The parabolic spike in 2-year Treasury bond rates this winter ended with a crescendo on Thursday, March 9th and Friday March 10th. That week, the collapse of Silicon Valley Bank had thoroughly spooked the markets and convinced traders that the Federal Reserve would be forced to start downshifting its hiking cycle and the accompanying hawkish rhetoric. By Sunday afternoon, March 12th, the FDIC had stepped in and resolved the bank. It was over. A couple of weeks later, First Citizens Bank had announced a deal to acquire what was left of its branches, customer deposits and employees.
The bond market reacted to these developments swiftly, with yields dropping precipitously just ahead of the rescue while several other banks were capsizing and a chill hit traders old enough to remember the run-up to the 2008 financial crisis. Treasury bond prices rose as capital fled to safety. Interest rates on Treasury bonds fell commensurately with the rally in price. All of a sudden, inflation didn’t seem like the biggest risk in the markets anymore.
That weekend I had declared the top in 2-year Treasury bonds was in. Not forever, but for awhile. You can read the piece here.
It wasn’t a terribly courageous call, given all the fear about what a systemic bank run could do to the economy. But regardless, it was right.
Here’s what the 2-year Treasury rate has done since:
We’ve been as low as 3.75 and haven’t seen 5% since. The overnight (or Federal Funds Rate) is now five and a quarter. The 2-year is no longer leading it to higher ground, despite recent strength in the labor market and a raft of upside economic surprises. The early March spike still looks like it was the blow-off top for the cycle.
More interestingly – and the thing I did not see coming – was happened in the stock market since that top for 2-year bonds.
The Nasdaq went bonkers.
In orange, the Triple Q’s ETF exploding 22%, taking off like a rocket ship as the bond blow-off began (purple).
I wouldn’t give the bond market all of the credit for the return of large cap growth stocks since March. Several other things happened. First, as the earnings came in for the first quarter this April, we re-learned the difference between economic data and the resilience of Corporate America’s profit machine.
It turns out, US executives have lots of levers to pull, despite demand slowdowns, cost pressures and the like. Six months of layoffs contributed to both bottom-line stability and sentiment-driven multiple expansion. The index-weighting giants somehow delivered on the earnings numbers, despite being challenged on top-line revenue growth. It was crucial. Analysts had been expecting a drop of 7% for year-over-year corporate profits in the S&P 500 and by the time we got the last of the reports, that was looking more like minus 2.
Additionally, it’s important to remember where we had started from. Meta was in an almost 80% drawdown from its high. Amazon and Alphabet had been cut in half. Even Apple was down 30%. The Nasdaq as a whole had experienced a peak-to-trough sell-off of 35% from November 2021 through October 2022 and they still hadn’t recovered much by early 2023. There was lots of room to the upside and very little enthusiasm for these stocks, so when they started to beat expectations, the effect was like a powder keg popping off. Oh wait a minute, Microsoft is still pretty awesome. Yeah, no shit.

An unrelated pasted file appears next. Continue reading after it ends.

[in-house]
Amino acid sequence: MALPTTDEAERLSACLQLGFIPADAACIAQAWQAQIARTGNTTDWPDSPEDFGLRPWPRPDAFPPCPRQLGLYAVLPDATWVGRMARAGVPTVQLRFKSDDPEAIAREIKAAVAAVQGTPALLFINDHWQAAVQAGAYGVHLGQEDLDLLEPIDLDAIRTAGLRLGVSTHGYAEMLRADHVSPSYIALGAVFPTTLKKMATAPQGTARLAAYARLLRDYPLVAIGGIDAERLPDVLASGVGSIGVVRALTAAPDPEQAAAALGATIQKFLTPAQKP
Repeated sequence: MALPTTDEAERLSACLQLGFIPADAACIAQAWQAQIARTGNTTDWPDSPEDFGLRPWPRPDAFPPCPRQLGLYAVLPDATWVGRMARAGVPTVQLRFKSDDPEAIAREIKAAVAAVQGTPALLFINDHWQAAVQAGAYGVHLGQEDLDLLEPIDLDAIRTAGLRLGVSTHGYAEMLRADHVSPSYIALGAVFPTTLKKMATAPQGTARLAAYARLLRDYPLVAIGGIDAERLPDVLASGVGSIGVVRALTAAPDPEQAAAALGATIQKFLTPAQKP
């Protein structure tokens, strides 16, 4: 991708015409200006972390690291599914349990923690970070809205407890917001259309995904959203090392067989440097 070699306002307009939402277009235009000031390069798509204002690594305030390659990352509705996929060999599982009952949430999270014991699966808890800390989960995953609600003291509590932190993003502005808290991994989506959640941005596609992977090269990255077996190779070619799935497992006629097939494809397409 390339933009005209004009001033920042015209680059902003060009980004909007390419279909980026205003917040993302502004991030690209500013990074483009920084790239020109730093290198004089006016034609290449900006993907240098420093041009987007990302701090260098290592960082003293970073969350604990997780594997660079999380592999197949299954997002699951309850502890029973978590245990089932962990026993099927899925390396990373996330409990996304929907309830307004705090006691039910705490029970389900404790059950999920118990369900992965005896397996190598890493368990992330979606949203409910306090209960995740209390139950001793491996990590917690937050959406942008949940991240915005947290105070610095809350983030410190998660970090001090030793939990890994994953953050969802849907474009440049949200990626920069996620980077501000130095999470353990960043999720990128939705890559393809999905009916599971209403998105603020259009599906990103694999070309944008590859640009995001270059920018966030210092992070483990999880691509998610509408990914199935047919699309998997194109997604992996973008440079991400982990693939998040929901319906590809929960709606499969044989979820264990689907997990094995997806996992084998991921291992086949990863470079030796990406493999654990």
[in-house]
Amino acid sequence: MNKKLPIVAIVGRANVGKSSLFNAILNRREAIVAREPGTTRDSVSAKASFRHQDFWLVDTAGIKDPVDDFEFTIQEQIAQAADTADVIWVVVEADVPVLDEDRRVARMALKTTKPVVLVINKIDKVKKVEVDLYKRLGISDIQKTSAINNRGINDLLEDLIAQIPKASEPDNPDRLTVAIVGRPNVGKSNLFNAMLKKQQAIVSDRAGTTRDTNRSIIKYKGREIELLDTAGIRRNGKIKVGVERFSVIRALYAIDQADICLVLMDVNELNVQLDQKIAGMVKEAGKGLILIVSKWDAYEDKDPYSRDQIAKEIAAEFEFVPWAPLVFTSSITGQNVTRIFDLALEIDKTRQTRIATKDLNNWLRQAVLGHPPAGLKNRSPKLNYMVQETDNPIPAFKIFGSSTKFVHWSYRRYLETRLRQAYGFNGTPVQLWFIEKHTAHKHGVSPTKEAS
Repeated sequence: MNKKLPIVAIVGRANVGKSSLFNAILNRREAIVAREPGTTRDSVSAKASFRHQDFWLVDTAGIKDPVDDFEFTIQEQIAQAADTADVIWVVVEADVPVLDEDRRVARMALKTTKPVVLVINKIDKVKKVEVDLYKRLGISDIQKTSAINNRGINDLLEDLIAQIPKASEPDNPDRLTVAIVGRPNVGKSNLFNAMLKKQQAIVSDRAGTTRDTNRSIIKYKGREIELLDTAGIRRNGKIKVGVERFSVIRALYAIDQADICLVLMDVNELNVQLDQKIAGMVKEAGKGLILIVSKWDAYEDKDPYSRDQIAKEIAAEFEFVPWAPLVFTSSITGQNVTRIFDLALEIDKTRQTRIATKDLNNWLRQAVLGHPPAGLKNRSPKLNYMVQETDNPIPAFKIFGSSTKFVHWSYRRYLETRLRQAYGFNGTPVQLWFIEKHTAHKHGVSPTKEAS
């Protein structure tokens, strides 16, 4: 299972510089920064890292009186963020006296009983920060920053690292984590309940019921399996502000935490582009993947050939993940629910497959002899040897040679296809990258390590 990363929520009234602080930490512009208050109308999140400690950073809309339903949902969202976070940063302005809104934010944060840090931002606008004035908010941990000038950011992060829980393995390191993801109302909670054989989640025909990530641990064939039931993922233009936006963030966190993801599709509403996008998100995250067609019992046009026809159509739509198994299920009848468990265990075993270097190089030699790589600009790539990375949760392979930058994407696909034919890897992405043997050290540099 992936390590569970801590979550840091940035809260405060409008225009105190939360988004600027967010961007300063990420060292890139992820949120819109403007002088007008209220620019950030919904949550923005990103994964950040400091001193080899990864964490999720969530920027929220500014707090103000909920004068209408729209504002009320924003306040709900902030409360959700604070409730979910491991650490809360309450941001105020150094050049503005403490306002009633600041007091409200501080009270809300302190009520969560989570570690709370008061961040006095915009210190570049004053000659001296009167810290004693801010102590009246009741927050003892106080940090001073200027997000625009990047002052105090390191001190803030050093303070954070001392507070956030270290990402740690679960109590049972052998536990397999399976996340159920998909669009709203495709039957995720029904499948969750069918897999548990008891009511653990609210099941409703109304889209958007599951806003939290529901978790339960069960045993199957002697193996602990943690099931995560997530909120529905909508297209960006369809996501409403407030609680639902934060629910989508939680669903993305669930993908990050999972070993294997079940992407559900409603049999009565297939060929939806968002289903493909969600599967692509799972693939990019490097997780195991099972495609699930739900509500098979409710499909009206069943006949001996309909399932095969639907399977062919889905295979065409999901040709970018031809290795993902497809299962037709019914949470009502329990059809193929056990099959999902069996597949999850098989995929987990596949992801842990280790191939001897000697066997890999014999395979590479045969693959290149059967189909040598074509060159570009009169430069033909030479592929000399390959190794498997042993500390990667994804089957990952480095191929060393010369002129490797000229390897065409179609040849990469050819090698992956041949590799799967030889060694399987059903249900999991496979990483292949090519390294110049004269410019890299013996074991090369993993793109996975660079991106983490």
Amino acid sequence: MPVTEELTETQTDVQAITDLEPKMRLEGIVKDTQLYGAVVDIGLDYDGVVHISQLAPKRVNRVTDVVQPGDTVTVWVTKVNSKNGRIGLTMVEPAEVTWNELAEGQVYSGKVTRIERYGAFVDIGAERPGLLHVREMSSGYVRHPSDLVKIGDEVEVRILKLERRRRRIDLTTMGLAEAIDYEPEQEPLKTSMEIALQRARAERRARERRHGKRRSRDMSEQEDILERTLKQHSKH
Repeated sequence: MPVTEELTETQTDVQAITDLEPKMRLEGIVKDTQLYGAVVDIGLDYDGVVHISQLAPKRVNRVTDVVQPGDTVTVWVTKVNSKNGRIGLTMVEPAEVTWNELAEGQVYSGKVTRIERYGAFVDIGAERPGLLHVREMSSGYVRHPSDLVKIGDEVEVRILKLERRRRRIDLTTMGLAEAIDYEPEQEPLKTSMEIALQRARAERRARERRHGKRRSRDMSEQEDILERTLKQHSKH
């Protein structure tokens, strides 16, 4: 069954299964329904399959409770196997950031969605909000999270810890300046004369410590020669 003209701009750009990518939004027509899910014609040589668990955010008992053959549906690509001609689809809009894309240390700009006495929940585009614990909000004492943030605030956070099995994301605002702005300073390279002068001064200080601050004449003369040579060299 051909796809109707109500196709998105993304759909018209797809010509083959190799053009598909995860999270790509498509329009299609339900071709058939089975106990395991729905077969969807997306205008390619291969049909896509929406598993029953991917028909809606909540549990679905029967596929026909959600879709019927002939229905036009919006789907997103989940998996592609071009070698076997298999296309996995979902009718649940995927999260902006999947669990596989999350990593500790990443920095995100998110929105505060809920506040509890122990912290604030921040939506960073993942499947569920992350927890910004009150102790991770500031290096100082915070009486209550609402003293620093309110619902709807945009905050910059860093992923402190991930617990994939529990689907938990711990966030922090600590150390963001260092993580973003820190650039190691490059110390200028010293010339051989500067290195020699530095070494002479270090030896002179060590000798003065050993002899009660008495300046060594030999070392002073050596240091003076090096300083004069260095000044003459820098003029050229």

We also had a once in a lifetime moment of technological awakening as the ChatGPT phenomenon began to capture the public’s imagination. All of a sudden Chief Executives began talking up the enormous potential of AI and this fed into a chase for all of the companies who had substantial AI efforts underway – large cap tech being the epicenter of it all. Nvidia’s explosive earnings report, during which it doubled its forward guidance, served as affirmation that the hype had a solid basis in reality. The company added $200 billion to its market cap in a single day, an unheard of milestone in the history of the stock market. AI wasn’t just a theme, it was a clear and present business opportunity here and now. The stock prices of the hyperscalers – Alphabet, Amazon, Microsoft, Meta – went absolutely crazy. You had to own them.
By late May, Wall Street’s strategists had begun to raise (yes, raise) their earnings outlooks and S&P 500 year-end targets. By early June, Wall Street’s economists were following suit, with GDP outlook upgrades and tamped-down recession probabilities to match the stock guys’ optimism.
We now find ourselves in a situation where the resilience of corporations’ ability to grow earnings is on full display. Concurrently, falling inflation is becoming apparent everywhere (inflation topped at 9% last June and is rapidly headed toward a 3-handle according to consensus expectations.) April inflation, which was reported last month, fell for the tenth straight month. This Tuesday, we’re expected to get a month over month CPI reading of .3%, which would equate to a 3.7% annualized inflation rate. Core inflation, which strips out food and energy, is expected to be in the 5’s, which is still high, but not high enough to have Fedheads continue to make speeches implying hikes without end. An upside shock could probably undo some of the recent rally in stocks, but not most of it.
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